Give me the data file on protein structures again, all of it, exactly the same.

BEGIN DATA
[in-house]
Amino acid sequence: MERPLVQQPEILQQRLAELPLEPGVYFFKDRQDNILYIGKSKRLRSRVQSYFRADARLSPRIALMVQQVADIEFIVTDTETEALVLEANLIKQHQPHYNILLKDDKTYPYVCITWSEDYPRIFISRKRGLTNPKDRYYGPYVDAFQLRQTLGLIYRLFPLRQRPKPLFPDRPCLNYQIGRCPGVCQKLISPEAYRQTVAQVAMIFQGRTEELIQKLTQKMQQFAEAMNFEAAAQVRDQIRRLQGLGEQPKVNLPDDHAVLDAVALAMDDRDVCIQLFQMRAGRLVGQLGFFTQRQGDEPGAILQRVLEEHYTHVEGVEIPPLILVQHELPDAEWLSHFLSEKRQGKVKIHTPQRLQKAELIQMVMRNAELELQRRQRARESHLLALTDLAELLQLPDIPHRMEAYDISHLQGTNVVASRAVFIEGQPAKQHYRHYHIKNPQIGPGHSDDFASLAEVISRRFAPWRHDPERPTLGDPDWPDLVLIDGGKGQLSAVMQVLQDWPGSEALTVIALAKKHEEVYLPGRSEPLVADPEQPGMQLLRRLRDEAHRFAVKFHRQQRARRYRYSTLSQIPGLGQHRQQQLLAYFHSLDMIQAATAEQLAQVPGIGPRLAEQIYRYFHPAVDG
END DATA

[in-house]
Amino acid sequence: MERPLVQQPEILQQRLAELPLEPGVYFFKDRQDNILYIGKSKRLRSRVQSYFRADARLSPRIALMVQQVADIEFIVTDTETEALVLEANLIKQHQPHYNILLKDDKTYPYVCITWSEDYPRIFISRKRGLTNPKDRYYGPYVDAFQLRQTLGLIYRLFPLRQRPKPLFPDRPCLNYQIGRCPGVCQKLISPEAYRQTVAQVAMIFQGRTEELIQKLTQKMQQFAEAMNFEAAAQVRDQIRRLQGLGEQPKVNLPDDHAVLDAVALAMDDRDVCIQLFQMRAGRLVGQLGFFTQRQGDEPGAILQRVLEEHYTHVEGVEIPPLILVQHELPDAEWLSHFLSEKRQGKVKIHTPQRLQKAELIQMVMRNAELELQRRQRARESHLLALTDLAELLQLPDIPHRMEAYDISHLQGTNVVASRAVFIEGQPAKQHYRHYHIKNPQIGPGHSDDFASLAEVISRRFAPWRHDPERPTLGDPDWPDLVLIDGGKGQLSAVMQVLQDWPGSEALTVIALAKKHEEVYLPGRSEPLVADPEQPGMQLLRRLRDEAHRFAVKFHRQQRARRYRYSTLSQIPGLGQHRQQQLLAYFHSLDMIQAATAEQLAQVPGIGPRLAEQIYRYFHPAVDG